• WYSIWYG editing tool: Authors and editors need not learn HTML to create content. OpenCms uses an ActiveX control to provide a rich graphical user interface (GUI) for composing content (effectively limiting the WYSIWYG editor to IE5+ browsers). Users familiar with word processing should easily acclimate to the OpenCms composer.

  • Role-based workflow: OpenCms has a sophisticated role-based workflow for managing the entire process of content creation.

  • Permissions model: Using a combination of UNIX-like permissions and roles, OpenCms provides methods for setting and restricting assets available to CMS users.

  • Sophisticated publishing: OpenCms provides project and file-based publishing. Additionally, it performs link and dependency checking to ensure that all of the necessary files are published together. Content can be exported from the CMS and deployed on other systems, or OpenCms itself can serve content to the public.

  • System administration: OpenCms administration is also browser-based. Tasks ranging from scheduling tasks to manually flushing caches can be done via the browser.

  • Online help: Open-source projects are often criticized for the lack of documentation. OpenCms, however, does not suffer from that problem. While the help module is optional, it provides context-sensitive help throughout OpenCms. Additionally, there are tutorial modules that can provide developer help and reference within OpenCms.

  • Module-based framework: OpenCms provides a module mechanism for adding functionality to the system. Modules ranging from online documentation (tutorials and references) to advanced content handling (calendars, news, search engines, etc.) are available as add-on software.

History

Alexander Kandzior began tinkering with content management software in 1994. By 1998, the pieces began to come together into a single content management system. In March 2000, the OpenCms Group, a loose collection of individuals working on the system, released OpenCms under an open-source license.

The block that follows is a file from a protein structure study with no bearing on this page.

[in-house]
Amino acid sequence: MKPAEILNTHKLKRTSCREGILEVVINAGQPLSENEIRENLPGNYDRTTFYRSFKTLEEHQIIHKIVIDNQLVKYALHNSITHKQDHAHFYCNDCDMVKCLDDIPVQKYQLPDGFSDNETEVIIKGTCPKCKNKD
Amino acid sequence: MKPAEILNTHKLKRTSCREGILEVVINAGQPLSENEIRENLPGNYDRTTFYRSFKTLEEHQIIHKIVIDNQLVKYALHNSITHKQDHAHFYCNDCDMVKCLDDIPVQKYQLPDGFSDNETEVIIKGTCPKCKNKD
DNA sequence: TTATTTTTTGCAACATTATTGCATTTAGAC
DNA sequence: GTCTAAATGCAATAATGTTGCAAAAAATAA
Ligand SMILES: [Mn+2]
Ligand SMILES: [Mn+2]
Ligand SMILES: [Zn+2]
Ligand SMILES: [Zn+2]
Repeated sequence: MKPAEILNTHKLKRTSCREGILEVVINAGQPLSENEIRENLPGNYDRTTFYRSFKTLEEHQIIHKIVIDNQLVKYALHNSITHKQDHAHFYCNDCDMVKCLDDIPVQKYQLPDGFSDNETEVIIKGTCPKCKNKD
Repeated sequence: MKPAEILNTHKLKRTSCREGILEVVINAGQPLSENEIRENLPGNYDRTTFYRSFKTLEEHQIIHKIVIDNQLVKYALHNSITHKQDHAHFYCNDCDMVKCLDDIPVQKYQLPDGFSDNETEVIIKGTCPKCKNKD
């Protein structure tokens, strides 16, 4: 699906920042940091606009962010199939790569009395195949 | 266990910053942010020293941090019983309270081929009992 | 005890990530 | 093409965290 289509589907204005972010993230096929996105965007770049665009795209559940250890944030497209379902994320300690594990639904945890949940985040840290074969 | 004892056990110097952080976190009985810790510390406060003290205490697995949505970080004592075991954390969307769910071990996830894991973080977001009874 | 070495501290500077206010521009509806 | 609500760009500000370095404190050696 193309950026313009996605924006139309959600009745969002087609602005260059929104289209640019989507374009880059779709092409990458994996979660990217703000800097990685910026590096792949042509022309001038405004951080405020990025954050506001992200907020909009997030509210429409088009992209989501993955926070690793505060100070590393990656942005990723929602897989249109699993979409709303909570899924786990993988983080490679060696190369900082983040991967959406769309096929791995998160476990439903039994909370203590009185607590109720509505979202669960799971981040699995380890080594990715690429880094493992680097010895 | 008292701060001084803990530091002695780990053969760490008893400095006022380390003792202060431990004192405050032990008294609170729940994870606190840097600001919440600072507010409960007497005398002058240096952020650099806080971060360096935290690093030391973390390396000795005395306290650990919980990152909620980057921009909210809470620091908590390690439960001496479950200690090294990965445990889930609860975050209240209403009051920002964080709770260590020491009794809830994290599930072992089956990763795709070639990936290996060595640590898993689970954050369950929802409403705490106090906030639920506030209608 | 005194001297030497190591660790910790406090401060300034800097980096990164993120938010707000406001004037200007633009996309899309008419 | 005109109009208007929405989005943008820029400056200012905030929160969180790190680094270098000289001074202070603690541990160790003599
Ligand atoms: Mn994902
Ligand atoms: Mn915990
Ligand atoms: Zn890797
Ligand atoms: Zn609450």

Under the auspices of the OpenCms Group, a number of companies and individuals contributed to the formation of OpenCms, but by the time OpenCms reached version 5.0 in 2002, some of the original members of the group were ready to move on to new projects. The OpenCms Group was dissolved.

Wanting to continue the development of his code, Alexander Kandzior started a new company, Alkacon Software, which took the reins of the OpenCms project. Alkacon Software now maintains the project, providing the roadmap and release cycle, as well as contributing code to OpenCms. To fund ongoing development of OpenCms, Alkacon provides support contracts, training, and consulting services.

Alexander and the Alkacon team are a visible presence in the community, and Alexander often contributes help and advice on the public OpenCms developer's list.

The OpenCms Community

Like many open-source projects, OpenCms has a lively community of developers and users. Many software developers contribute code directly to OpenCms. Others create add-on modules to provide additional services and features. Many more simply use the product. All three of these groups participate on mailing lists and forums surrounding OpenCms.

With many active contributors, the opencms-dev mailing list is a great resource for help installing, configuring, and developing OpenCms. In addition to providing help, the list is also a useful source of code and new modules.

Also, the 'unofficial' OpenCms forums hosted by Synyx oHG provides an online forum for discussion. The forum has a section for HowTos, and sample code generated by members of the community. Finally, the OpenCms Modules and Tutorials section mentions the al-arenal.de website. While OpenCms.org hosts completed modules on its website, developers will often release beta modules, modifications of existing modules, and 'semi-formal' documentation on this unofficial OpenCms website.

 

The Purpose of This Book


This book is intended to provide detailed information for those interested in developing and deploying OpenCms-based sites. It is assumed that the reader is familiar with installing software and managing either Windows 2000 or Linux/UNIX. Because much of this book is dedicated to writing HTML, Java Server Pages, and Java code, having a working knowledge of these technologies is necessary.

 

Technical Overview


OpenCms is written in Java. It makes use of industry-standard XML (eXtensible Markup Language), and uses Java DataBase Connectivity (JDBC) to store data in a relational database. Built in Java, OpenCms can run on different platforms, including numerous versions of UNIX and Linux, and Windows.